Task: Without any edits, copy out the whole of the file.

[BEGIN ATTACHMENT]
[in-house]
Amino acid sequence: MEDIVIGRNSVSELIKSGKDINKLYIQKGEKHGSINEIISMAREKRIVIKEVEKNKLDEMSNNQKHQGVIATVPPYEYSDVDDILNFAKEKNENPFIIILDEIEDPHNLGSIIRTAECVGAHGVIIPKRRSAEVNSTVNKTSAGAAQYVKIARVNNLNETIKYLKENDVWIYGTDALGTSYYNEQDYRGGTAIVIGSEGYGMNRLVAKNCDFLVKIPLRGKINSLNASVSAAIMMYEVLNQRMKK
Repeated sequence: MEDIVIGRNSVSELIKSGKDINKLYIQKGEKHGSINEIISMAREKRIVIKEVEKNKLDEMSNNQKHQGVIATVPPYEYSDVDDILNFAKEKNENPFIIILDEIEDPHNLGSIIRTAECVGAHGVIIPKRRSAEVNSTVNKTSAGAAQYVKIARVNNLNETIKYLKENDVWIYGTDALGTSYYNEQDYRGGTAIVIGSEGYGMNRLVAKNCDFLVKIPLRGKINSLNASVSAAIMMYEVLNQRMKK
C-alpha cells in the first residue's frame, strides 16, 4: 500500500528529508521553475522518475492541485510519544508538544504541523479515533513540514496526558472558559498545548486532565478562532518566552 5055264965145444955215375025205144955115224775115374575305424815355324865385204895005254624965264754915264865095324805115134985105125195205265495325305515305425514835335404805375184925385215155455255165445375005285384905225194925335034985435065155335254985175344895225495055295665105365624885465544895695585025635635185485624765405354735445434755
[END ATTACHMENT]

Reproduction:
[in-house]
Amino acid sequence: MEDIVIGRNSVSELIKSGKDINKLYIQKGEKHGSINEIISMAREKRIVIKEVEKNKLDEMSNNQKHQGVIATVPPYEYSDVDDILNFAKEKNENPFIIILDEIEDPHNLGSIIRTAECVGAHGVIIPKRRSAEVNSTVNKTSAGAAQYVKIARVNNLNETIKYLKENDVWIYGTDALGTSYYNEQDYRGGTAIVIGSEGYGMNRLVAKNCDFLVKIPLRGKINSLNASVSAAIMMYEVLNQRMKK
Repeated sequence: MEDIVIGRNSVSELIKSGKDINKLYIQKGEKHGSINEIISMAREKRIVIKEVEKNKLDEMSNNQKHQGVIATVPPYEYSDVDDILNFAKEKNENPFIIILDEIEDPHNLGSIIRTAECVGAHGVIIPKRRSAEVNSTVNKTSAGAAQYVKIARVNNLNETIKYLKENDVWIYGTDALGTSYYNEQDYRGGTAIVIGSEGYGMNRLVAKNCDFLVKIPLRGKINSLNASVSAAIMMYEVLNQRMKK
C-alpha cells in the first residue's frame, strides 16, 4: 500500500528529508521553475522518475492541485510519544508538544504541523479515533513540514496526558472558559498545548486532565478562532518566552 5055264965145444955215375025205144955115224775115374575305424815355324865385204895005254624965264754915264865095324805115134985105125195205265495325305515305425514835335404805375184925385215155455255165445375005285384905225194925335034985435065155335254985175344895225495055295665105365624885465544895695585025635635185485624765405354735445434755